Dynamic occlusion – Rhythm (Part 1)

Not only do ‘squeegees’ dynamically occlude characters, they can do it in rhythm. Gratings, fans, windshield wipers, pendulums, they all make for effective devices when it comes to chop up character faces and increase the stressing effect of obstacles or overlays.

 

Grate vibrations

In Terminator 2 – Judgment Day (J. Cameron, 1991), Sarah Connor tries to escape a detention center for the criminally insane. In this shot, she is shown watching a guard walking in one of the parallel wings through a grated window. In Love Actually (R. Curtis, 2003), Aurélia walks away from Jamie — her employer and loved one — at the airport. In both cases, a grating in foreground scrolls on the screen as the camera tracks the character walking behind. The fast scrolling of regular structures like gratings in the foreground accentuates the ‘caging’ effect of the stripes. This visual staccato brings out the violence of the characters’ feelings, empowering the guard and victimizing the woman. Note how a strobe effect makes the grating bars seem relatively still over the woman when the camera reaches a certain speed.

In Excalibur (J. Boorman, 1981), Merlin appears in Morgana’s tent before the final battle, and tries to trick her into undoing her spells. The camera tracks each character from the other’s viewpoint through an ornamental netting, alternately empowering Merlin and victimizing Morgana, for the reasons cited above. But gratings and nettings are not the only means to get that result, as demonstrated by The Host (J. Bong, 2006), when Gang-du is ordered to get back to the truck while his father walks to the river to hunt down the creature. The scrolling weeds acting as ‘transparent veils’ exacerbate the characters’ opposition and anxiety.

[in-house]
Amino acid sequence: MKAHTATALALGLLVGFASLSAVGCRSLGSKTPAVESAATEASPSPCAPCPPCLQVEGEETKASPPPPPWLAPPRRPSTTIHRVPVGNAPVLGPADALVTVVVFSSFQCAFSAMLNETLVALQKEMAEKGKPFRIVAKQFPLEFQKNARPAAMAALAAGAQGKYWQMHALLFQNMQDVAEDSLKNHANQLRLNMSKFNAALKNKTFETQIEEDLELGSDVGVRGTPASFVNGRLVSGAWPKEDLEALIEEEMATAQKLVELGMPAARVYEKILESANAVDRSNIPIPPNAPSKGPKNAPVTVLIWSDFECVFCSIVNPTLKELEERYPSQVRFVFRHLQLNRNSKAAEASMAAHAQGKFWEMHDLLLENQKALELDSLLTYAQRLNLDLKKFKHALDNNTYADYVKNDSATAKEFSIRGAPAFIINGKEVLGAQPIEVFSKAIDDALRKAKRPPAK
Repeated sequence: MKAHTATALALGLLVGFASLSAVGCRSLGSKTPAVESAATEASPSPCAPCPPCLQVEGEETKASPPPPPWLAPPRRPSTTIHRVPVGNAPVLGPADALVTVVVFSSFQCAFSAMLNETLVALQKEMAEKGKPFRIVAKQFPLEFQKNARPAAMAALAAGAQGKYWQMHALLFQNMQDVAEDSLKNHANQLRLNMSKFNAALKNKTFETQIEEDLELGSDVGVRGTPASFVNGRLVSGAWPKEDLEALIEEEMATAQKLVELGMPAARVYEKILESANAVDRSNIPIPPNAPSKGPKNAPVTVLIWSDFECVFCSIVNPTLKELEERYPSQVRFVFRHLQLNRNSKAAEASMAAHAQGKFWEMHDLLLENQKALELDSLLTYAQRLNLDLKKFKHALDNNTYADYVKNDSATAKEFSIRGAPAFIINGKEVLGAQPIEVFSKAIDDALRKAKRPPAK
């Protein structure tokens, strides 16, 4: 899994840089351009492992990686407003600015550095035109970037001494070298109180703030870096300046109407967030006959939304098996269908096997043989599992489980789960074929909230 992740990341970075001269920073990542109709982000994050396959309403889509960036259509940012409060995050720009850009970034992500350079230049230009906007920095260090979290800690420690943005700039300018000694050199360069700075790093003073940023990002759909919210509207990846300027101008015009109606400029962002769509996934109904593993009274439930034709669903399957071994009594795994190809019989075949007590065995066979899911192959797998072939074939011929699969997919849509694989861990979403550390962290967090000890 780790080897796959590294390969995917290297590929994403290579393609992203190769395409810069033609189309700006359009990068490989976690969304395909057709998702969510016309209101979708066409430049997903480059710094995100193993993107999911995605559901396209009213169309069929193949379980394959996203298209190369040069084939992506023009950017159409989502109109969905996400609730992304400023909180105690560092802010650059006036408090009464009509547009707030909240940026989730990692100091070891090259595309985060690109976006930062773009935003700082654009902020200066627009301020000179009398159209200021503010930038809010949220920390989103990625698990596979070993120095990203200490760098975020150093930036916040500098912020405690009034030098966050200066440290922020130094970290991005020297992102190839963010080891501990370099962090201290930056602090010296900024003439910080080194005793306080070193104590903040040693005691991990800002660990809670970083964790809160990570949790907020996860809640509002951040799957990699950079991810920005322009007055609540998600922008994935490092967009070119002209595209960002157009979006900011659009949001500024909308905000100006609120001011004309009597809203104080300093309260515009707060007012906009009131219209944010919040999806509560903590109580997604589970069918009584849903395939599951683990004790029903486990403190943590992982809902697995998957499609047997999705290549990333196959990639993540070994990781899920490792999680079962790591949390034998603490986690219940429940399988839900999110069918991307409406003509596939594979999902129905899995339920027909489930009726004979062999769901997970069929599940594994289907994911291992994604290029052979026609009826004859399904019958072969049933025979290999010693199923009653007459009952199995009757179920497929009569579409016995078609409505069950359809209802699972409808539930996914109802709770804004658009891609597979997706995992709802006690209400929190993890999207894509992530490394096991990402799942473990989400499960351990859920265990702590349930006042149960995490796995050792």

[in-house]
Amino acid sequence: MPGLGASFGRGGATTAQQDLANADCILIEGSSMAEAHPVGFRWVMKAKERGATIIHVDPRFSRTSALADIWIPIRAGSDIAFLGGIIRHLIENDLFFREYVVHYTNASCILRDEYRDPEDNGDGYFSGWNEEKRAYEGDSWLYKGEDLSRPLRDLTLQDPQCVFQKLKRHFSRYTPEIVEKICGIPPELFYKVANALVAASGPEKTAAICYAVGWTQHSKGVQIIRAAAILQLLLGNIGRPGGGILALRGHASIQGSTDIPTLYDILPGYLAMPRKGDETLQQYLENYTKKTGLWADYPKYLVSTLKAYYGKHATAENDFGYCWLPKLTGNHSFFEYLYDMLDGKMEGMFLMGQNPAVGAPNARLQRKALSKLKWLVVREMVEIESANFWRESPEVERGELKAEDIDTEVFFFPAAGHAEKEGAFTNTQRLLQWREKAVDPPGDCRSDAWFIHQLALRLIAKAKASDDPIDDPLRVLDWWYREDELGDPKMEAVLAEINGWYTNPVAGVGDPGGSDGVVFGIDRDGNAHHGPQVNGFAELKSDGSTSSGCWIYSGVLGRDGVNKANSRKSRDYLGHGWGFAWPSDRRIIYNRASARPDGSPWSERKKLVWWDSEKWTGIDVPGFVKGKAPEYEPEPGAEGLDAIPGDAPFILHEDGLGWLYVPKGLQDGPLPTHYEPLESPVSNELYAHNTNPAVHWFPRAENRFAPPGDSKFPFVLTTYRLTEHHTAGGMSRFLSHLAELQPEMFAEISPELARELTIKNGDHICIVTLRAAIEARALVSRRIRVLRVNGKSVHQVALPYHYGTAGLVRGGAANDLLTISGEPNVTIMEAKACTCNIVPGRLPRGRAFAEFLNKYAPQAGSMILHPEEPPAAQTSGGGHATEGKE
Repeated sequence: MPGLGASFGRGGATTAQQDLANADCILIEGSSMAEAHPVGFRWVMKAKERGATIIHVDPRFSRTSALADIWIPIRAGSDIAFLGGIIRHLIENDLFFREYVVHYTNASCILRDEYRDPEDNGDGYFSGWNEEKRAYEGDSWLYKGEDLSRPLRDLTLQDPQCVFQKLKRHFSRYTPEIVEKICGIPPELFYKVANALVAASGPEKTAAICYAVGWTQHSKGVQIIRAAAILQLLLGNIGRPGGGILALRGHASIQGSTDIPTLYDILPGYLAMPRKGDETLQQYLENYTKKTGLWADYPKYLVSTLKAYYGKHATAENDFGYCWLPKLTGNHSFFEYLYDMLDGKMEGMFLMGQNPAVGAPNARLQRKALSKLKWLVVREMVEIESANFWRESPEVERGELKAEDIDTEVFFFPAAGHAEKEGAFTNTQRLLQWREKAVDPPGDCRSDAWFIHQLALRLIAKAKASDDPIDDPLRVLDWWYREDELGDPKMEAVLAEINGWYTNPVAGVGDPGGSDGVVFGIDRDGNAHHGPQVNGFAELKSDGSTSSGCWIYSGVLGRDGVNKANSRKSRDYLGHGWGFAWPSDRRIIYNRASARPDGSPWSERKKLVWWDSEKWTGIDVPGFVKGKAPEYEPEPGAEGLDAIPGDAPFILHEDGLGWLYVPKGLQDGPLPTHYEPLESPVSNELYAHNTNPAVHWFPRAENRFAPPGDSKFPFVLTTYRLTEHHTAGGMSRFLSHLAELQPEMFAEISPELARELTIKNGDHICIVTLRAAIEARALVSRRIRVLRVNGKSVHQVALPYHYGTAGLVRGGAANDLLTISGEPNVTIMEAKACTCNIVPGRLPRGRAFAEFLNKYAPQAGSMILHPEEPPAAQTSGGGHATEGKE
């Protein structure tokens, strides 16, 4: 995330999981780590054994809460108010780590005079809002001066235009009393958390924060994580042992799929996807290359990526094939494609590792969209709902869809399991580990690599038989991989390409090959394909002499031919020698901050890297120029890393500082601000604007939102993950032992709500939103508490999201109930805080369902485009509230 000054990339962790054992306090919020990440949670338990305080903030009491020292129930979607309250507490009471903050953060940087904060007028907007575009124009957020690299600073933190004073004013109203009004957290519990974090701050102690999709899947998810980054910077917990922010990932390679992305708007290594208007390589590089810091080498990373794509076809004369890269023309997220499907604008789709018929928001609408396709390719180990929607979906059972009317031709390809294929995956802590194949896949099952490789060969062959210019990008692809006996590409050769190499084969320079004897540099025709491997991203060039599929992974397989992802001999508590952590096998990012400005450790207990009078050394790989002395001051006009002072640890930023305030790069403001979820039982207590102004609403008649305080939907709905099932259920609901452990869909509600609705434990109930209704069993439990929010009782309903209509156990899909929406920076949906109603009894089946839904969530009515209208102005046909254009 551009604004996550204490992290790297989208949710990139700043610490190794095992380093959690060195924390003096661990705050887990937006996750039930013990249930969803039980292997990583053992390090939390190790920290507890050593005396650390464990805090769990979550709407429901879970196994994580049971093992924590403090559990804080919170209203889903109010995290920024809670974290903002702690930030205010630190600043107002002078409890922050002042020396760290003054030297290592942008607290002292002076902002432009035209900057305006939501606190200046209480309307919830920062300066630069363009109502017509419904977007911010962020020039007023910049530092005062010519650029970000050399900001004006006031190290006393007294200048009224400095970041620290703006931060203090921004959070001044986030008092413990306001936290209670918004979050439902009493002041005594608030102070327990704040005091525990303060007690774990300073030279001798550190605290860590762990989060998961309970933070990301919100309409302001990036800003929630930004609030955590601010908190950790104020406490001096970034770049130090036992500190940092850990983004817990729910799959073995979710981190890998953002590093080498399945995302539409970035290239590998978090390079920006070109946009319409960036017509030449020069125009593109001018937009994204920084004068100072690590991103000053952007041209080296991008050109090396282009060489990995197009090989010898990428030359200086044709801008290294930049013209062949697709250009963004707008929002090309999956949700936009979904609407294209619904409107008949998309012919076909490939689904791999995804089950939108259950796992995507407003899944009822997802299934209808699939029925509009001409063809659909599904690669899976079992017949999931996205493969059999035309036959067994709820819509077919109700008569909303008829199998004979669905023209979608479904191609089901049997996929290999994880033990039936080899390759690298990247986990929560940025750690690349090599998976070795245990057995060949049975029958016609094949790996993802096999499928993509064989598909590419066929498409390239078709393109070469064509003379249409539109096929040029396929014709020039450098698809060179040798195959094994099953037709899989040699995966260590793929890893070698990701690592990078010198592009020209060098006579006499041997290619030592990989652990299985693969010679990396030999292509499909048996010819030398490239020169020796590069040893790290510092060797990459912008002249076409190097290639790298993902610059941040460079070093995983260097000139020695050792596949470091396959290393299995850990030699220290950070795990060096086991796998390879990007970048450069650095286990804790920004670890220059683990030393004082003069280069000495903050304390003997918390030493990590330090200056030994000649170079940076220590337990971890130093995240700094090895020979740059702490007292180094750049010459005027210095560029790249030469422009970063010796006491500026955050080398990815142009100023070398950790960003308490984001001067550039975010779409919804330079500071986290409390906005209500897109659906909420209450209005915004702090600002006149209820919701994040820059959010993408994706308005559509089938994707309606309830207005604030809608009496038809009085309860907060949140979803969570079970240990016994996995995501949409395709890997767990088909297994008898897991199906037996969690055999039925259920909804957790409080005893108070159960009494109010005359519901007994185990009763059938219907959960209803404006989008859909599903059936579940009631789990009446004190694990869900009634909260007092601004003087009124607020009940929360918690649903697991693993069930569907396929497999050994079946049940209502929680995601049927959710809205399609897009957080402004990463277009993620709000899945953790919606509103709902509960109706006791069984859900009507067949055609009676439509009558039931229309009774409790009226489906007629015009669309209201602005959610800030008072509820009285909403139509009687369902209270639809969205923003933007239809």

Your biggest fan

In Angel Heart (A. Parker, 1987), there’s always that strange feeling that a crime is in progress whenever fan blades start moving by themselves. Here, Dr. Fouler will be found dead in his bedroom, as suggested by the fan casting a dynamic shadow on his shoes. In Raiders of the Lost Ark (S. Spielberg, 1981), the dead body of a monkey on a carpet appears chopped up by the blades of a rotating ceiling fan. In both cases, rotating fan blades seemingly act like the Grim Reaper mowing down his victims.

The rhythm of rotating fan blades over characters don’t necessarily indicate death. In Born on the Fourth of July (O. Stone, 1989), Ron Kovic dreams of the young soldier he accidentally shot at the Vietnam war. The character is filmed through the rotating blades of a ceiling fan to convey the overwhelming guilt that continuously gnaw at him. In Cocoon (R. Howard, 1985), the passengers of a boat are filmed through the propeller of the helicopter that chases them. The visual staccato of the propeller blades over the characters can be seen as a symbolic instrument of coercion against them. This shot conveys their feeling of being taken over in a heavy-handed manner.

What’s up?

Regular structures in motion like scrolling gratings or rotating fans can be used as dynamic overlays over characters. The rhythm of their motion on screen exacerbates the action as well as the characters’ feelings, whether they are violent or violated. In part 2, we will explore different types of rhythmic ‘squeegees’ like windshield wipers and pendulums.

 

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